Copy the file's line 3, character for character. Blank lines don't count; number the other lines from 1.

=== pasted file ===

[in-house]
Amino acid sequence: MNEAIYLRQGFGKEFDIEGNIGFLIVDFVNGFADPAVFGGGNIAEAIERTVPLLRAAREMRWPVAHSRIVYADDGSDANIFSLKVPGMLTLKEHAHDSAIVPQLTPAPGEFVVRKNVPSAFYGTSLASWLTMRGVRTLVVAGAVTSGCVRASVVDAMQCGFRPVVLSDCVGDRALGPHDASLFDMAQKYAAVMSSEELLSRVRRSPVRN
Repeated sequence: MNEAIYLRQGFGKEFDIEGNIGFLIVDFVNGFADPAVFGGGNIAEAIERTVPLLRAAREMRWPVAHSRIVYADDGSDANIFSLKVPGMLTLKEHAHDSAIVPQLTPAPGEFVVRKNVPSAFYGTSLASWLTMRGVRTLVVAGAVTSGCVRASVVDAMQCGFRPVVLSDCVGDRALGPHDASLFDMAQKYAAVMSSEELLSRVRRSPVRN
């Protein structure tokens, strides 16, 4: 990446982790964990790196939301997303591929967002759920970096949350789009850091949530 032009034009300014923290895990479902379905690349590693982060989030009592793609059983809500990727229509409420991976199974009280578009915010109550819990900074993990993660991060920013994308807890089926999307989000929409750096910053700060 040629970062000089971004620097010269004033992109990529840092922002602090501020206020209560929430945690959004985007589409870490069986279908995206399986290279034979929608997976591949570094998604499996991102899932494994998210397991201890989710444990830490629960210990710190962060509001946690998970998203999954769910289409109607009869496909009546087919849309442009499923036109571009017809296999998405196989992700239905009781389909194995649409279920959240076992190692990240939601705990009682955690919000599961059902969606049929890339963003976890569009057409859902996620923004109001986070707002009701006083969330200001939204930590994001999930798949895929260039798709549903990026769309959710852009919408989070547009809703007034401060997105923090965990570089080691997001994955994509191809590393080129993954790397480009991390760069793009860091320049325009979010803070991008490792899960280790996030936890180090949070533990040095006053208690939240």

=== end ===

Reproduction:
Repeated sequence: MNEAIYLRQGFGKEFDIEGNIGFLIVDFVNGFADPAVFGGGNIAEAIERTVPLLRAAREMRWPVAHSRIVYADDGSDANIFSLKVPGMLTLKEHAHDSAIVPQLTPAPGEFVVRKNVPSAFYGTSLASWLTMRGVRTLVVAGAVTSGCVRASVVDAMQCGFRPVVLSDCVGDRALGPHDASLFDMAQKYAAVMSSEELLSRVRRSPVRN